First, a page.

I never really grew out of these early beliefs, which might explain why I’ve never experienced a lasting or meaningful relationship with another human. This, I suppose, was my motivation for creating George. I desired the companionship of a more perfect life form. Awake in a perpetual state of lifelessness. Everything has been wonderful since George entered my life. I am mentally sound and emotionally well.

Now I’m in the driveway, cleaning the boat and dreaming of our next adventure. I work restlessly. George requested that I remain outside until after he completed a medical examination of our new companion. George is no more a medical doctor than I am the emperor of Mars. His nighttime visitations haunt me as I wash the boat. I imagine what terrible things he might be doing to my love. For the first time in our brief life together, I do not trust George. Up until now, I believed his wooden dummy skull held no capacity for evil. I believed his wooden heart to be pure and good. Why must George be alone with her? Are they sharing private puppet thoughts? She’s beyond animation, for all we know. I cannot stifle the feeling that George is up to something awful, but my paranoia over the intentions of my best and only friend make me feel doubly awful. No, George is good. These suspicions I have about him are human thoughts. Human thoughts are bad. I must erase these bad thoughts. I must never think bad thoughts again. The act of smiling can make you happy even when you feel like scum, so I smile as I toss a tray of brined herring in the trash. Better to use fresh bait. Otherwise just stay home. I’ll call Tackle Time and pick up another couple dozen herring in the morning.

George is suddenly behind me. I did not even hear him open the door. “Jenny is ready to meet you,” he says.

I’m a little miffed that George named her without me, but maybe she came with a name.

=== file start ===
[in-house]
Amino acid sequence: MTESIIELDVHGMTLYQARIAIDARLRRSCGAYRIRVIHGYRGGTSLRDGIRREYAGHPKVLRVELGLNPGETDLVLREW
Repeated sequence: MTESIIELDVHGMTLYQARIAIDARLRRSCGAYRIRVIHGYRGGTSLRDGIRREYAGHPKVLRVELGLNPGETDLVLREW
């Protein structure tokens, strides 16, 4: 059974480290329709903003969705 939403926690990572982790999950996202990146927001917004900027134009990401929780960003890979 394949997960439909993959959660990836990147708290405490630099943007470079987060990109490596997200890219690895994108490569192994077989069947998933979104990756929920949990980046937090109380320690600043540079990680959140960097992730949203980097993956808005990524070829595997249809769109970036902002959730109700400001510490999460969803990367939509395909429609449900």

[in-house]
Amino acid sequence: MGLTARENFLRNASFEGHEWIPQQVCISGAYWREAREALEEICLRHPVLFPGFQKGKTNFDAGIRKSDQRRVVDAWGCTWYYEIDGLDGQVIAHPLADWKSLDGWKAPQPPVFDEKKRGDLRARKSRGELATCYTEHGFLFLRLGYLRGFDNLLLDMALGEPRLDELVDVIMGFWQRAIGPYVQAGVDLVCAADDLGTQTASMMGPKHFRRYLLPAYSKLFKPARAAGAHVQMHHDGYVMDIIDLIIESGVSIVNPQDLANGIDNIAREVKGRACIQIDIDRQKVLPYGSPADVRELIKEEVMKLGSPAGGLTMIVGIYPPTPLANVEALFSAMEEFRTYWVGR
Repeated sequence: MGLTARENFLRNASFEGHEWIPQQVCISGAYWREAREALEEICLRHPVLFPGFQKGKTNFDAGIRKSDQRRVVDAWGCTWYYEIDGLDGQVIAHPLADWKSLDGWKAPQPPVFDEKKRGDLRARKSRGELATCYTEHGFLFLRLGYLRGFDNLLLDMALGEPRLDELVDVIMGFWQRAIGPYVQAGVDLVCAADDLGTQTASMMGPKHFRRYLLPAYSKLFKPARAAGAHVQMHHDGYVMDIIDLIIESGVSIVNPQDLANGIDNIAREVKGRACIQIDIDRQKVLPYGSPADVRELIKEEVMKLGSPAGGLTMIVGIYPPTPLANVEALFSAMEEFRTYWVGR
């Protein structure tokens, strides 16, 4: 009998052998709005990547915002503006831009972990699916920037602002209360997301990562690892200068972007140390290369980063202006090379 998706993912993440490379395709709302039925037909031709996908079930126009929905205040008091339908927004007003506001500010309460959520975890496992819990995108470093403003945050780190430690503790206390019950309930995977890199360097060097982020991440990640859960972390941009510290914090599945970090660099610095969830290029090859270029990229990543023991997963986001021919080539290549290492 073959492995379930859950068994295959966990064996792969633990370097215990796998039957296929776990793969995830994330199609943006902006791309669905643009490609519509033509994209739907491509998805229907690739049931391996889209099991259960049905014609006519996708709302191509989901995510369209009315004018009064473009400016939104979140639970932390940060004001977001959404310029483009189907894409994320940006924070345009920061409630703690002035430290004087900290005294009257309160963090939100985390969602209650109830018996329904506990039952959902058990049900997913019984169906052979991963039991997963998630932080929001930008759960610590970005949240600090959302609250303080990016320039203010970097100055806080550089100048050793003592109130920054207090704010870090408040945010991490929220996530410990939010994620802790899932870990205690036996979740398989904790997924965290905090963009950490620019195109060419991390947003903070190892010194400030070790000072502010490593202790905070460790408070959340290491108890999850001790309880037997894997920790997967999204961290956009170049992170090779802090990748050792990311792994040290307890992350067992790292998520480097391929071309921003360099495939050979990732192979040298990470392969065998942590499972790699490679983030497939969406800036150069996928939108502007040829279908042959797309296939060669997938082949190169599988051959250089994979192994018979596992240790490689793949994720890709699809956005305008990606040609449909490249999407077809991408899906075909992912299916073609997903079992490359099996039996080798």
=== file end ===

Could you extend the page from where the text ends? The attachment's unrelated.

With haste, I stow away the rest of the day’s fishing gear, take off my boots, and step inside. George is in the kitchen, pouring hot water from the kettle into a teapot. “Would you like some tea?” he asks.

He should know the answer by now. I interpret his question as an act of passive aggression and get a beer from the fridge in response. The act of creating George was not at all like programming a computer. He will always remain an autonomous entity. He has no need to eat for subsistence, but early on in his existence as a life form, he developed a taste for hot tea. I think he got his first taste of it when I took him to the Saturday arts walk, a huge mistake I will never repeat. Too many people wandering the streets and galleries mistook him for a work of art and variously endeavored to purchase him or fuck with him. Anyway, the dummy loves tea. I’m not happy about it, but then again, when am I ever truly happy?

Sometimes, when death seems so appealing, I consider all the things I would miss six feet down. Every day on the water, every day with George, is worth living for. Now there’s Jenny.

Out of nervousness I’ve already downed my beer. I get another. This is my favorite beer. It’s called The Optimist. I like to believe it brightens my disposition.

“Let me introduce you,” George says, carrying two cups of tea into the living room. I follow him like a patient being led from the waiting room to the operating theater, but in this case I’m only likely to be flayed apart by love. Do I love her? I don’t even know her. Regardless, I’m about to find out.

George hands a teacup to Jenny, who sits on the couch. She accepts the tea with a bow. George takes a seat beside her, leaving me to awkwardly stand or choose to sit on the floor. I choose to stand.

“This is Jenny,” George says.

“Pleased to meet you,” I say.

Jenny looks right at me. Her eyes — beautiful eyes — are the deepest shade of green I’ve seen outside the best steelhead rivers in the most perfect conditions. She looks at me a little longer than is comfortable. I get the sense that she likes what she sees. Then I worry otherwise. What if she’s appalled by me, all flesh and sweat, standing before her like a goon, in such contrast to the carved perfection that she and George share? I sit, feeling exposed by her gaze. She hasn’t spoken a word and already I want to marry her.

“It’s nice to meet you, Jenny,” I say.

“And a pleasure meeting you as well,” she says.

My heart flutters. “Will you be staying with us long?”

She looks askance at George, as if she’s afraid to answer without his permission, or at least that’s the impression that I get.

“I’ve invited Jenny to live here,” George says.